Attending the funeral
If you are prepared to let your child make the choice of whether to attend the funeral, some things may help them decide:
- Talk to them about what is involved.
- Let them know that they can change their minds at any time.
- Check that they are happy with the choice they have made – but not too often, because children want to please and may say what they think you want them to say.
- Have someone with whom the child feels secure to act as their supporter for the funeral. This may be an aunt or uncle or one of your best friends. This allows you to be fully present at the funeral for your own sake.
- Give them clear and detailed information about what will happen.
- Reassure them that it is all of the body of the person who has died that is being buried or cremated. Some younger children are confused and wonder what happens to the head, arms and legs.
- Give reassurance that the person who has died can no longer feel anything, so they will not feel the flames nor will they be scared at being buried.
- Offer clear and detailed explanations of what to expect from people at the funeral. Some children can be shocked that people seem to have a party after someone has died: others are upset when people say ‘How lovely to see you’. Explain that his done not mean that these people are happy that the person has died – they are just the sort of things adults say. Seeing adults in deep distress may alarm children but preparation before hand will help them understand that this is a reasonable response to the huge thing that has occured.
- Create opportunities for the child to be involved. This may be planning the funeral service, saying or reading something about the person who has died. It may be choosing a particular piece of music. They may wish for something special to be put in the coffin, for example, a picture or something linked to a memory.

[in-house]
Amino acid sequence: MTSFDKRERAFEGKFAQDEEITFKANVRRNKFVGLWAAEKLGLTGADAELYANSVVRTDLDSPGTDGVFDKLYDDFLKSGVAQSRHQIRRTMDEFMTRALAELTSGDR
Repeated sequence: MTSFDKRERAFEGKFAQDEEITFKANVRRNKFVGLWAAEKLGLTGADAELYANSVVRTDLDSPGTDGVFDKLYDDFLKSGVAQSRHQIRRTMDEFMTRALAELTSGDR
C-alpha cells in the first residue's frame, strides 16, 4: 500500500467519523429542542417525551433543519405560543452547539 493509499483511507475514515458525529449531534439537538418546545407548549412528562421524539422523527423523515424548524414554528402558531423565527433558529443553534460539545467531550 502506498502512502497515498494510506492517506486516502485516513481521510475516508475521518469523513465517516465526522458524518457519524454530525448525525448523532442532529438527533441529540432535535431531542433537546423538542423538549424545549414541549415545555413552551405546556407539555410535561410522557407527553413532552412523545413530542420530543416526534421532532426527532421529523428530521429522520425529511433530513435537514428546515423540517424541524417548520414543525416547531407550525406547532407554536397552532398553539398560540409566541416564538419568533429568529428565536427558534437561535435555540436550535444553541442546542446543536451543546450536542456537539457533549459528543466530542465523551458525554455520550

If it will not be possible or appropriate for your children to attend the funeral, there are other positive ways in which they can be involved. Or if the funeral happened a while ago and your children have regrets that they did not attend, it is never too late to have a memorial or other ceremony that includes them to say ‘goodbye’.
You could consider linking this to an important date – for example the date of their death, or of the funeral. Children and young people who did not attend the funeral may appreciate some of the following ideas, they can also be used for marking the anniversary of the person’s death.
- Visit the grave (if there is one – or other special place, for example where the ashes were scattered).
- Visit a place with special memories (for example, where you had your best holiday ever).
- Create a special place of their own choosing (for example, in the garden of a new house).
- Visit a place that you went to regularly (for example, the park or the swimming pool) and everyday rather than a once in a life time place.
Some of these ideas may make the occasion special:
- Hold a small ceremony with specially chosen music, poems and tributes.
- Bring a picnic of the dead person’s favourite food to share.
- Prepare something to leave in a ‘special place’ – flowers, a laminated poem, a toy.
- Release helium filled balloons to which messages are attached on labels. You could say: ‘If you come back for five minutes, I would ….. or ‘I remember when ….. or ‘My wish for the future is…..’
- Light a candle and share memories with each other.
- Start a collection of memories from family and friends of the person who has died.